Strawberry Alarm Clock
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Re: 60's Spokesmen
Posted by Rob J. on 10/3/2015, 5:14 am, in reply to "60's Spokesmen"
Good question for SAC, but I would like to say a few words in defense of Timothy Leary. I met Dr. Leary, attended several of his lectures and considered him a brilliant, charming person. Keep in mind that before his psychedelic journey started he was a psychology professor at Harvard, having earned a Ph.D. in psychology from U.C. Berkeley. His research with psilocybin and LSD showed effectiveness treating alcoholism and reforming criminals but he had taken it himself and saw potential for much more. This experience changed him - he was no longer a detached academic, but an explorer of something new - something the US military also experimented with (MK ULTRA) and hoped could be a weapon. He became more of a philosopher and networked with other brilliant minds like Alan Watts and John Lily. Having been involuntarily thrown into the spotlight when the media reported his research as scandalous, he felt compelled to be an advocate of the psychedelic experience (His book of that name was the inspiration for the Beatles song "Tomorrow Never Knows"). He introduced psychedelics to many musicians, artists and writers. "Tune In, Turn On, Drop Out" was not his philosophy, but a slogan ready-made to be a radio/TV sound bite. He understood media. Another of his slogans (which I like better) was "Think For Yourself And Question Authority." Nixon called him "the most dangerous man in America." He was a symbol of free thinking and had to be stopped. They busted him for a small quantity of cannabis he claims was not his and sentenced him to 10 years in prison. The personality test they gave him on entering prison was one he designed while at Harvard. His answers made him appear low risk and he was put in lower security San Luis Obispo prison, where he escaped and with the help of the Weathermen made it to Europe. He recorded another album there (he had already made several, one with Jimi Hendrix) this time with Ash Ra Tempel (spacey synth psych). Eventually he was caught and sent to Folsom maximum security prison. When released he wrote many good books, some software, and started computer ventures. He was a proponent of virtual reality early on - I saw him try it in 1992. I could go on, but suffice it to say he was not a "poser" but genuine. He was an original thinker that the top names in psychedelic music wanted to hang out with - and did. He had much of value to offer the world, he paid his dues, and as with anyone controversial some will love him and some will hate him, but his trip was his own and he was not trying to speak for SAC - he was trying to speak TO them (and us).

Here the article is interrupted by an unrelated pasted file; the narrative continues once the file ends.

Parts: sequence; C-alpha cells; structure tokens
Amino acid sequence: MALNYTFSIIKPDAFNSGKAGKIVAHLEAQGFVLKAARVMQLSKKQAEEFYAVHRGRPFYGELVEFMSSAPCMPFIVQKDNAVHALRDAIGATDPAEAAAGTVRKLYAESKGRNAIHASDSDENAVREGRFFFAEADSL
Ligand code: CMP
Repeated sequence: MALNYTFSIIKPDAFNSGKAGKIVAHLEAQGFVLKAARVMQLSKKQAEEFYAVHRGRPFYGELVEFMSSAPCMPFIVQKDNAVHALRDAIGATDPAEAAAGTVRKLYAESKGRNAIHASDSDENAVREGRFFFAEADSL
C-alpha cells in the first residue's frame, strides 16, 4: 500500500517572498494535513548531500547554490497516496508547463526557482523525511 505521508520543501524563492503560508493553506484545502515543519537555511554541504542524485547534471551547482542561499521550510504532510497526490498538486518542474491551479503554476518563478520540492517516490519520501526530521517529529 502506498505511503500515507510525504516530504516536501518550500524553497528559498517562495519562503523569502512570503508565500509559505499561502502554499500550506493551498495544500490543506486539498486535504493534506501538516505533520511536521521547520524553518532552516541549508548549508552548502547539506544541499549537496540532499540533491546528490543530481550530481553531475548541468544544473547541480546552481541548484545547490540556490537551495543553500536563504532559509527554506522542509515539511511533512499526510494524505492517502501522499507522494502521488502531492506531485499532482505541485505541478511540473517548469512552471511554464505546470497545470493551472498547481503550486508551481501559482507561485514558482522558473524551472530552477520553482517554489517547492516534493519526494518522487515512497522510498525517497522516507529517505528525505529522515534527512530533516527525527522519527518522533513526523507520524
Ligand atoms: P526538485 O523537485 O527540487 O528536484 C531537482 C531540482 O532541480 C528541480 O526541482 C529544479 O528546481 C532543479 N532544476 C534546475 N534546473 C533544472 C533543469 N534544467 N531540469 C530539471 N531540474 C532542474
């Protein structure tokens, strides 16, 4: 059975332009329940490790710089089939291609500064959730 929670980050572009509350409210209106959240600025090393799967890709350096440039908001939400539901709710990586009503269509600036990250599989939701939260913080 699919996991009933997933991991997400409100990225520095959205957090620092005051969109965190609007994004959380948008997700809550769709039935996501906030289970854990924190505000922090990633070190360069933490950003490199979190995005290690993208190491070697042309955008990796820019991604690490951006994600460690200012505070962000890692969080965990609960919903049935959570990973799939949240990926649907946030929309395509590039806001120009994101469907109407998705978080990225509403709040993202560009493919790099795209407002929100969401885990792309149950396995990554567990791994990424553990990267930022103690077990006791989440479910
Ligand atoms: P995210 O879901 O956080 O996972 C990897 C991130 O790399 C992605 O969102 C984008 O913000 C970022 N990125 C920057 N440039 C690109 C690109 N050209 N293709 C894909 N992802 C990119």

There is much more to his story. Try reading his 1983 autobiography "Flashbacks" or his thoughtful books like "Exo-Psychology" and "Neuropolitics".
P.S. He is also Winona Ryder's godfather.
He was "hip." He was "cool."
: All my life through various readings and other
: learning avenues,I've often come across
: major sixties cultural figures being
: referred to as "leaders of their
: generations","cultural icons"
: and in the case of Bob Dylan and perhaps
: few others "folk hero".The one
: most interesting to me is the moniker of
: "SPOKEMAN for the countercultural
: movement.Did SAC ever resent that certain
: individuals were anointed with the purpose
: of representing your own very artistic and
: or political slants?Also,I'v always thought
: that Dr.Tim Leary was a bit of a
: poser,merely seeming to seem sort of
: "hip" or "cool" maybe
: due to the fact that he wished he had the
: opportunity in his youth to experience the
: things that 60's youth were fortunate to
: have experienced.What was your take on
: Leary,his "turn out,tune in,drop
: out" philosophy and his classic hippie
: culture tome "The Psychedelic
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